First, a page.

Close this search box.

Queensland’s Best Wrecks



DivePlanit Explores Queensland’s Best Wrecks

Queensland's Best Wrecks

The rocky outcrops and barrier reefs along Queensland’s vast coastline have scuppered many ships in its few hundred years of European exploration and settlement. Several more have been scuttled to create artificial reefs for recreational divers. Here are a few of Queensland’s best wrecks for divers.

SS Yongala

Queensland's Best Wrecks

Consistently listed in the top 10 wrecks in the world, the SS Yongala lies in open water about 20 km off the beach, a 30 to 40-minute run in a fast RIB from Alva Beach, south of Townsville, or a longer trip from Townsville itself.

A passenger ship transporting people, their possessions and some freight along the eastern seaboard in a time when the Pacific Highway was still a footpath back in 1911, she was caught in a category 5 cyclone and sank, with all lives lost. The ship itself remained lost until 1958.

From a diver’s perspective she is a magnificent, isolated reef 15m high sitting in 30m of water within her own marine protected area, where seemingly all the fish in the locality hangout. Diving the wreck, all around and silhouetted overhead are squadrons of fish battling to make their presence felt: batfish, GTs, jacks, and barracuda cruising through.

Much of the surface is encrusted with growth of one kind or another: vibrant soft corals, whip coral and xenia. In amongst that are the little fish, yellow and black damsels, the coral bream, parrotfish and patches of young lunar fusiliers and olive sea snakes. A few Maori wrasse may come and join you during the dive, as well as several species of rays.

Ex-HMAS Brisbane

Fantastic EX-HMAS Brisbane

Despite its name, the Ex-HMAS Brisbane is not situated off the Queensland capital, but on the Sunshine Coast between Maroochydore and Mooloolaba, laying in 15 to 28 metres of water, 2.9 nautical miles off the coast.

A former Royal Australian Navy warship, which operated between 1967 and 2001, Ex-HMAS Brisbane was sunk in 2005 and the conservation park created around the wreck now provides the ideal artificial reef for divers with a huge array of sea life to discover.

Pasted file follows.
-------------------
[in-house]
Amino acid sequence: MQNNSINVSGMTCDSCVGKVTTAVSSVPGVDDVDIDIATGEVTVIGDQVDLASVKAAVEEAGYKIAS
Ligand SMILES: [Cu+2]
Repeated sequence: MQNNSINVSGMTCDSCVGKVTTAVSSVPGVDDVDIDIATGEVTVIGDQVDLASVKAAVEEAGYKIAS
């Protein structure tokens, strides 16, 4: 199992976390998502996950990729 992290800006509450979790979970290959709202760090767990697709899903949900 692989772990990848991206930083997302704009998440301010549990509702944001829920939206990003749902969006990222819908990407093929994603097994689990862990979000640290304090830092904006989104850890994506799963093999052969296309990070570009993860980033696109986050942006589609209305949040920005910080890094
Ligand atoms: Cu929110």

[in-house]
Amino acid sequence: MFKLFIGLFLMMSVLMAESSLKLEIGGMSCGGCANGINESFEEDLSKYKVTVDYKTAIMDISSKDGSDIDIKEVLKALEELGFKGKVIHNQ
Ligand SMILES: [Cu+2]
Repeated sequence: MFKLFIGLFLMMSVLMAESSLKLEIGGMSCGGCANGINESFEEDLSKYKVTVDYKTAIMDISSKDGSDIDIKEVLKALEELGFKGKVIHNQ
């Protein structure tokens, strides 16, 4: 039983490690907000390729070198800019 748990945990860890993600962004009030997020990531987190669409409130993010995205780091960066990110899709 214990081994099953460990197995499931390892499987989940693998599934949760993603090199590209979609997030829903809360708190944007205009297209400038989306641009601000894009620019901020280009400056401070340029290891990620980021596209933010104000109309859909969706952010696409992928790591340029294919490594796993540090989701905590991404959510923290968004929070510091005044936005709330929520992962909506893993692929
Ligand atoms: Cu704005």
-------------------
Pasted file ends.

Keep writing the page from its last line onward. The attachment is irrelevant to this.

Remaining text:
The wreck is now home to over 200 different species of fish, including Queensland gropers, squid, yellowtail kingfish, red emperor, snapper, lionfish, angler fish, blennies, sea hares, batfish, as well as colourful sponges, soft and hard corals, turtles, and eagle rays.

Ex HMAS Tobruk

Queensland's Best Wrecks

Scuttled in 2018, Australia’s newest wreck has already attracted an amazing amount of marine life, with some divers even comparing it to Yongala. The once-bare surfaces are covered with soft corals, and the entire structure is teeming with life, with resident turtles, huge schools of barracuda, bat fish, Jacks and snapper.

The Ex-HMAS Tobruk is a 127-metre-long navy vessel that was in operation for 34 years. In that time, she made the equivalent of 40 trips around the world on 26 major missions in destinations such as the Middle East, Fiji and the Solomon Islands.

Scuttled 15 nautical miles off the coast of Bundaberg it’s an easy wreck to explore with wide openings and a top depth of 12 metres, so accessible for open water divers. Advanced divers have the opportunity to descend a little deeper and access the wreck itself.

Contact the team of dive travel specialists at Diveplanit Travel for the best diving packages to Australia’s best wrecks. Email: Phone: 1800 607 913

Article Written by Deborah Dickinson Smith

Photo Credit: Tracy Olive, Adrian Stacey, Tourism & Events Queensland

Click here for more about the Ex – HMAS Brisbane 

Notify of

Inline Feedbacks
View all comments


Get a weekly roundup of all Scuba Diver news and articles Scuba Mask
We don’t spam! Read our privacy policy for more info.

Picture of Adrian Stacey
Adrian Stacey
Scuba Diver ANZ Editor, Adrian Stacey, first learned to dive on the Great Barrier Reef over 24 years ago. Since then he has worked as a dive instructor and underwater photographer in various locations around the world including, Egypt, Costa Rica, Indonesia, Thailand, Mexico and Saba. He has now settled in Australia, back to where his love of diving first began.
Latest Stories
Would love your thoughts, please comment.x